Helping yourself with Lymphoedema

Don’t just sit there  – use some of Adrianna’s ideas

Adrianna Holman has written a really useful book, ‘Love your Scar’.  Not only does it give breast cancer patients lots of useful informtion, but she also writes helpful advice about Lymphoedema – gleaned from her training and experience working at London Bridge Hospital.

One thing to remember:  she says “your lymphatic system has no heart to pump it, and flows largely upwards and against gravity. To do this it depends on muscular contractions” and therefore it is essential to be as active as possible, “to help your body pick up and dispose of the rubbish”. 

Then, to help you get in the swing, she has a series of pin figures illustrating simple exercise to get things started.

1.  Rock the boat

Lie flat – gently rock the pelvic bone forwards and backwards by tilting your coccyx slightly.

2.  Frog’s legs

Lie flat on your back.  Keeping the soles of your feet together bend the knees outwards (making a triangle) and slowly pump your legs up and down.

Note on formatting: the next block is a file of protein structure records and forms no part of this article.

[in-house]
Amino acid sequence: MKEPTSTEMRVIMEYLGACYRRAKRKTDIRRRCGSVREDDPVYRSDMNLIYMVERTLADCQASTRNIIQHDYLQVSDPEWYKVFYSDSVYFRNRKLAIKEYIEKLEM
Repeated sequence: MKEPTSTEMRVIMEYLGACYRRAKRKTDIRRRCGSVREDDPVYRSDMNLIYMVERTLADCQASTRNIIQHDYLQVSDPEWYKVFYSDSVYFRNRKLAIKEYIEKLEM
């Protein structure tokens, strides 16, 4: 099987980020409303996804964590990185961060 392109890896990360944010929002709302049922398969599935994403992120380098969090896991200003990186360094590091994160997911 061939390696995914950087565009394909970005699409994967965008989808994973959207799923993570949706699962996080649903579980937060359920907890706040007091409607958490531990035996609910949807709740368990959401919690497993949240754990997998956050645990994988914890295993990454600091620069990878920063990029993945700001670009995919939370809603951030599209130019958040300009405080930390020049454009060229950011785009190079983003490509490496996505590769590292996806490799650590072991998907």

A variation is to keep knees together and allow bent legs to fall from side to side.

3.  Backstroke

Lie down with knees bent upwards and feet flat on floor.  Then do a ‘backstroke’ bringing alternate arms up straight over your head and as far back as possible withouth hurting.

4.  Cat stretch

On floor on hands and knees.  Arch your back upwards, then go down into the reverse and form a U shape. 

5. Spider up the wall

Face the wall, place one hand on wall and, using your fingers, climb up the wall – like ‘incy-wincy spider’ we did as children.


With today’s fast track production line cancer treatment, doctors hardly ever touch patients.  Now, I don’t want to go back to the old childhood days, when a visit to the doctor meant you were highly embarrassed whilst they told you to undress – but sometimes a healing touch can work wonders – and this is where massage comes in. 

There are so many different kinds, and in her book Adrianna not only gives the full background to what these do, but also explains what different base oils can help with, when used in conjunction with massage. 

And I know several friends, whom I won’t embarrass by naming, who will be interested that she says “if you are going to have any alcohol, red wine has redeeming qualities through its antioxidant properties.  Remember we are talking about a small glass twice a week….”

This is typical of the gentle, thoughtful and sensible approach of this book;  I keep on returning to it to dip in to find something I wanted to check. 


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